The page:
You can still get a mortgage even if you have bad credit. Let’s explore your options and what you can do.
Can I get a mortgage with bad credit?
Yes, even if your credit report is off-putting to some lenders, you might still get a mortgage from others. Nothing is guaranteed in the world of mortgages, and no two lenders are the same.
Mortgages with poor credit history
While possible, getting a mortgage with bad credit history can be more difficult. You may well find your options are limited:
- Smaller pool of lenders to choose from
- You may need to save a much larger deposit (20% or more)
- This is because higher LTV mortgages (e.g. 95% LTV where you only need a 5% deposit) are considered ‘riskier’ loans, and people with bad credit history are considered risky candidates
- Mortgage deals may be more expensive
- Interest rates might be higher
- Mortgage broker fees (if used) might be higher
- Higher fees for taking out a mortgage
- Longer repayment terms
What will a lender see?
They’ll look at everything from proof of employment to debt, and a poor credit history will stand against you. Your credit record will display information from the past 6 years, including information on all loans and credit cards.
If there’s any incorrect information on your file, take this opportunity to have it corrected.
What is an adverse credit mortgage?
Some lenders offer mortgages specifically designed for those with bad credit, known as adverse credit or sub prime mortgages. They don’t tend to be offered by high-street banks, but specialist lenders.
How to get a mortgage with bad credit
Truth be told – your options will be limited. But, that’s not to say it’s impossible. Here’s some advice:
Compare mortgage deals
You may well find the only deals available to you are:
- Fixed-rate mortgages
- These have an interest rate that stays the same for a fixed period of time (e.g. 2-5 years)
- You may end up paying more over time as a result
- Interest rates could be higher
- 75% Loan to value (LTV) mortgages (or lower)
However, it’s recommended to compare different mortgages and see what’s on offer for you. We can connect you with an experienced mortgage adviser. Get a no-obligation mortgage quote below.
Improve your credit score
Want to improve your chances of getting a mortgage? It can be a good idea to delay and try to improve your credit rating before going any further. This can take time, but it might just be worth it in the long run. Some tips include:
- Holding off applying for credit (e.g. any further cards/loans)
- Paying all bills on time
- This includes utility bills, rent, mobile phone etc.
- Tip: setting up direct debits can help
- Keeping name and address up to date
- Closing inactive accounts
- Considering your partner’s debt (their score will count on your mortgage application)
- Manage existing credit carefully
- Establish a strong record of regular payments
- Avoid going into your overdraft
Getting a mortgage agreement in principle is a good idea, as it makes you look a more prepared buyer. Lenders may conduct a ‘soft check’, which does not show up on your record.
However, be aware that a soft check may not uncover everything in your history, so your mortgage application could be rejected later down the line.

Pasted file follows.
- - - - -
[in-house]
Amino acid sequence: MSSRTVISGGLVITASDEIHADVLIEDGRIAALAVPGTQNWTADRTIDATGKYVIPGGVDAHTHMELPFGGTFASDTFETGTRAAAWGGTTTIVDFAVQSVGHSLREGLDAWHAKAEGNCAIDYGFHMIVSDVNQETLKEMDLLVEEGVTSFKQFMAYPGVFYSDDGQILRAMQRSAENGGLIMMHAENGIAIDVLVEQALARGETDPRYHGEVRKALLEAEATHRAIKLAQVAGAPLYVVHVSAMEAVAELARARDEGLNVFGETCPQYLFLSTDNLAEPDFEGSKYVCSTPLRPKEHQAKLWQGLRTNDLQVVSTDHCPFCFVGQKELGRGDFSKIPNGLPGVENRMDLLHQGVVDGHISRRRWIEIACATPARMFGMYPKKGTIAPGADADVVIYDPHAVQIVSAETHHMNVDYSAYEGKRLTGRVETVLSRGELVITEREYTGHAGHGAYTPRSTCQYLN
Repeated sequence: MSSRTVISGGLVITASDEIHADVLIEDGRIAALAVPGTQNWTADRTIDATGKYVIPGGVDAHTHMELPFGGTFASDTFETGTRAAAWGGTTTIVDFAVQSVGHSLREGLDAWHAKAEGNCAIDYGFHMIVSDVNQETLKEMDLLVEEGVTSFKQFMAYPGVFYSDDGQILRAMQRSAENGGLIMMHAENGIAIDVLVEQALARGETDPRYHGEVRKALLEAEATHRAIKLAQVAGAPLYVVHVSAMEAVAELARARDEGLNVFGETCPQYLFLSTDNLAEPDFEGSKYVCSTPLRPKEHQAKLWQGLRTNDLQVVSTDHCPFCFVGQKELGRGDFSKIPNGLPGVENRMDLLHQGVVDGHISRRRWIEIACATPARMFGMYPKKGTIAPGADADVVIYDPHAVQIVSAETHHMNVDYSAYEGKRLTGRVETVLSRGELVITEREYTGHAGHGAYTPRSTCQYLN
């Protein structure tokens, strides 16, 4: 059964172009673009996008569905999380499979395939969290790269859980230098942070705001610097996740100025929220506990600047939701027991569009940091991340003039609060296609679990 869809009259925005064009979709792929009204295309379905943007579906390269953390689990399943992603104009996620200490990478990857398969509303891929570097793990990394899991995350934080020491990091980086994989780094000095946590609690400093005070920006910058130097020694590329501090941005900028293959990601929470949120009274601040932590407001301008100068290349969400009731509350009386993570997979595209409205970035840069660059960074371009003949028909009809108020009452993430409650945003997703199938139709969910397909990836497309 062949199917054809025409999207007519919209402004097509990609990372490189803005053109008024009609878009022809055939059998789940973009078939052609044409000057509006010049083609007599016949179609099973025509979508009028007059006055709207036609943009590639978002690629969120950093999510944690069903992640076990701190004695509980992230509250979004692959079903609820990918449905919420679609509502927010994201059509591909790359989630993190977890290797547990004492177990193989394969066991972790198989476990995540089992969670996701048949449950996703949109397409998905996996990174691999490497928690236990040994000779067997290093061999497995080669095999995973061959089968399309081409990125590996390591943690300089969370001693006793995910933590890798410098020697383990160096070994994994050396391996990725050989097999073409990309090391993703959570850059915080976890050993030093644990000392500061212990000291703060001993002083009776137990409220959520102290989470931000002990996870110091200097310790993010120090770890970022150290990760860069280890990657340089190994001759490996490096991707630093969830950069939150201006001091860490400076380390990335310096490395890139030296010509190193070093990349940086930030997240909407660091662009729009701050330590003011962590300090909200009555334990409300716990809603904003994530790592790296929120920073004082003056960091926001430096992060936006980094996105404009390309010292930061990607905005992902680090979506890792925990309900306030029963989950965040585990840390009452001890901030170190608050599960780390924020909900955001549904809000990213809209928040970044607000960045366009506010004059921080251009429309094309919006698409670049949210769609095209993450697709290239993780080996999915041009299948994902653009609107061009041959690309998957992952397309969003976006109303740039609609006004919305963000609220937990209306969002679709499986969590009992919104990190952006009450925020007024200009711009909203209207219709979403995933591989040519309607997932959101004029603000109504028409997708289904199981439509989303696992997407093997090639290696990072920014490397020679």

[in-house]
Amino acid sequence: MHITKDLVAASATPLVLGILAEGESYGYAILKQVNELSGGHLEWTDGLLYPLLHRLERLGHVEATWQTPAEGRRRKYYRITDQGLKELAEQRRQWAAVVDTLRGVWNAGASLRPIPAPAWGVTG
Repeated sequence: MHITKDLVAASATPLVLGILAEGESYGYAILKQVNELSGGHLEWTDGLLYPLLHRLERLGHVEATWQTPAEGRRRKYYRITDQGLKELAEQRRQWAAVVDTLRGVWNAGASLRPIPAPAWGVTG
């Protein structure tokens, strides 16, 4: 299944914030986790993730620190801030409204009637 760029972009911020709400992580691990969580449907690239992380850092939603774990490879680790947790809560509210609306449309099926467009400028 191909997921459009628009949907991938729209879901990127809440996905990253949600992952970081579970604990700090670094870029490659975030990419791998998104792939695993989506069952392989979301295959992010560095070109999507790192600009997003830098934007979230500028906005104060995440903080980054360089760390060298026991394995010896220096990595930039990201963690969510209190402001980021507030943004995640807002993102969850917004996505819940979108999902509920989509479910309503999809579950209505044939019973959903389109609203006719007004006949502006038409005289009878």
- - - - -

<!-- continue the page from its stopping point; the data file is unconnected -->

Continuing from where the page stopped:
You should also get all the documents you’ll need together, such as payslips and bank statements.
Be upfront & honest
A lender will do a thorough investigation; don’t try and hide anything. That will only make you look worse and even less likely to get approved.
Instead, be prepared with an explanation as to why you were in financial trouble. If you can present how you’ve got yourself out of it, that will give you some leverage. Keeping a paper trail is a good idea.
Know when to wait it out
If your mortgage is declined, try to avoid instantly making another application. At least wait a few months. Multiple applications rejected in a short space of time can make future lenders less likely to approve you.
Present yourself well
Ensure you’ve got a steady income and have been in a stable job for at least 6 months before applying; this can make your application more attractive.
If you’re self-employed, get a SA302 form to provide evidence of your earnings.
Should you buy a house with bad credit, or wait?
Buying a house is a huge financial commitment and one that needs careful consideration, time to weigh things up:
Pros of buying now
- If you’re ready to move and have found a property you like, the road to home ownership will be quicker
- Improving your credit rating can take time and delay your purchase
- There might well be a range of deals available that you’d otherwise miss out on
Cons of buying now
- Saving a higher deposit can be difficult and take time
- Higher interest rates are likely
- Better deals might be available to you if you wait things out
Remortgaging with bad credit
Remortgaging works in much the same way; lenders will consider whether you’re a worthy applicant and your credit file will be part of this.
Paying your mortgage on time can help boost your credit rating, which may mean you get a choice of better deals with lower interest rates. It’s worth trying to boost your credit score if you have time.
You might be able to get a better deal from a different lender over your current one, it’s worth looking around.
Getting expert guidance from a mortgage adviser can be invaluable here; we can connect you with a member of our experienced panel. Get a no-obligation mortgage quote below.